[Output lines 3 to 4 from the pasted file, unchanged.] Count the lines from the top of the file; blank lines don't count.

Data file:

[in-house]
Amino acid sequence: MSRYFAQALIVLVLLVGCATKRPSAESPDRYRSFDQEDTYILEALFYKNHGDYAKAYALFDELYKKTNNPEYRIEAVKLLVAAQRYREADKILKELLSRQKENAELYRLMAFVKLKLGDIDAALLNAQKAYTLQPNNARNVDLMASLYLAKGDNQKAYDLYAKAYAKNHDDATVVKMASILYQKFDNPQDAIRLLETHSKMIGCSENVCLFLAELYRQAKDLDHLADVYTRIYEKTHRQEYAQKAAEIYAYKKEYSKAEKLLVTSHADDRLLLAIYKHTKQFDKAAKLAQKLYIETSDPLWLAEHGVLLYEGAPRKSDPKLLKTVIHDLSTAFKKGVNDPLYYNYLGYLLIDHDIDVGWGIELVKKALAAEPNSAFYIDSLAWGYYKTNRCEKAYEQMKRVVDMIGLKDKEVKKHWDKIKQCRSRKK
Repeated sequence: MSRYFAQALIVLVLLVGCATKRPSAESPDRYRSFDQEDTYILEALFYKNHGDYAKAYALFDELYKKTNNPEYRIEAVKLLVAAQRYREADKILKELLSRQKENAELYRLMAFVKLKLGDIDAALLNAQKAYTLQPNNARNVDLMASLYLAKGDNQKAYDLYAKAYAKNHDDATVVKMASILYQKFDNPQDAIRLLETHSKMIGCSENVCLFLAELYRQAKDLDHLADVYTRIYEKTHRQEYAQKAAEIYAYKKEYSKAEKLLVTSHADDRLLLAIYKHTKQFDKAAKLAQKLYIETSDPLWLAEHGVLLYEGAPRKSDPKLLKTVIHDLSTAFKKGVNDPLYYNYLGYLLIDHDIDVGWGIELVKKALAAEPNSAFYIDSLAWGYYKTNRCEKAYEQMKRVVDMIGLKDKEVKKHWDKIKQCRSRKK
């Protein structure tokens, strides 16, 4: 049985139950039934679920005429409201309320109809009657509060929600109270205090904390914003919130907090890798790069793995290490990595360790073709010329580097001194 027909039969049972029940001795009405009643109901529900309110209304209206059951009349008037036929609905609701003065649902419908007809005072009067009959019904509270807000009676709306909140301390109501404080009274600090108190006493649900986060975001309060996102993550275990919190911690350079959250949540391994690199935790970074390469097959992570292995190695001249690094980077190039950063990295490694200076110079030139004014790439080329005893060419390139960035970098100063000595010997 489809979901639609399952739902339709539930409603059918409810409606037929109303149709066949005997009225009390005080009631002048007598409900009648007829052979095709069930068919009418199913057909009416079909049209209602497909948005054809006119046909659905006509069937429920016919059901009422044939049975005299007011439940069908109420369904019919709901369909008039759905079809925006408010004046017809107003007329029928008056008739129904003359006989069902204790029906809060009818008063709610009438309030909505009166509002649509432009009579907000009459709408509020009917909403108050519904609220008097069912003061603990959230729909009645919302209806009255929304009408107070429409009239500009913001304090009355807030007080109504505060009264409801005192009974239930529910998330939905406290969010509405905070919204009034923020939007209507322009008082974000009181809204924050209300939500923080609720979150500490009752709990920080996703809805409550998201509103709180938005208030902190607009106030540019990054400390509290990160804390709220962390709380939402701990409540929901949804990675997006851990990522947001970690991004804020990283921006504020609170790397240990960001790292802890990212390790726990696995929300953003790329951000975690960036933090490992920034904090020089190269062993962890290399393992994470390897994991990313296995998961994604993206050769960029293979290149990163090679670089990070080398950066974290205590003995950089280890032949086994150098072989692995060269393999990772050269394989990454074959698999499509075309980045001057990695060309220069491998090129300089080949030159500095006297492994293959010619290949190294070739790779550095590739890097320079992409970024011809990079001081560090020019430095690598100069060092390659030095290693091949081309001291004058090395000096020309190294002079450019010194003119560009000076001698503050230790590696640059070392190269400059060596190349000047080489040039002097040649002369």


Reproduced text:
Repeated sequence: MSRYFAQALIVLVLLVGCATKRPSAESPDRYRSFDQEDTYILEALFYKNHGDYAKAYALFDELYKKTNNPEYRIEAVKLLVAAQRYREADKILKELLSRQKENAELYRLMAFVKLKLGDIDAALLNAQKAYTLQPNNARNVDLMASLYLAKGDNQKAYDLYAKAYAKNHDDATVVKMASILYQKFDNPQDAIRLLETHSKMIGCSENVCLFLAELYRQAKDLDHLADVYTRIYEKTHRQEYAQKAAEIYAYKKEYSKAEKLLVTSHADDRLLLAIYKHTKQFDKAAKLAQKLYIETSDPLWLAEHGVLLYEGAPRKSDPKLLKTVIHDLSTAFKKGVNDPLYYNYLGYLLIDHDIDVGWGIELVKKALAAEPNSAFYIDSLAWGYYKTNRCEKAYEQMKRVVDMIGLKDKEVKKHWDKIKQCRSRKK
């Protein structure tokens, strides 16, 4: 049985139950039934679920005429409201309320109809009657509060929600109270205090904390914003919130907090890798790069793995290490990595360790073709010329580097001194 027909039969049972029940001795009405009643109901529900309110209304209206059951009349008037036929609905609701003065649902419908007809005072009067009959019904509270807000009676709306909140301390109501404080009274600090108190006493649900986060975001309060996102993550275990919190911690350079959250949540391994690199935790970074390469097959992570292995190695001249690094980077190039950063990295490694200076110079030139004014790439080329005893060419390139960035970098100063000595010997 489809979901639609399952739902339709539930409603059918409810409606037929109303149709066949005997009225009390005080009631002048007598409900009648007829052979095709069930068919009418199913057909009416079909049209209602497909948005054809006119046909659905006509069937429920016919059901009422044939049975005299007011439940069908109420369904019919709901369909008039759905079809925006408010004046017809107003007329029928008056008739129904003359006989069902204790029906809060009818008063709610009438309030909505009166509002649509432009009579907000009459709408509020009917909403108050519904609220008097069912003061603990959230729909009645919302209806009255929304009408107070429409009239500009913001304090009355807030007080109504505060009264409801005192009974239930529910998330939905406290969010509405905070919204009034923020939007209507322009008082974000009181809204924050209300939500923080609720979150500490009752709990920080996703809805409550998201509103709180938005208030902190607009106030540019990054400390509290990160804390709220962390709380939402701990409540929901949804990675997006851990990522947001970690991004804020990283921006504020609170790397240990960001790292802890990212390790726990696995929300953003790329951000975690960036933090490992920034904090020089190269062993962890290399393992994470390897994991990313296995998961994604993206050769960029293979290149990163090679670089990070080398950066974290205590003995950089280890032949086994150098072989692995060269393999990772050269394989990454074959698999499509075309980045001057990695060309220069491998090129300089080949030159500095006297492994293959010619290949190294070739790779550095590739890097320079992409970024011809990079001081560090020019430095690598100069060092390659030095290693091949081309001291004058090395000096020309190294002079450019010194003119560009000076001698503050230790590696640059070392190269400059060596190349000047080489040039002097040649002369």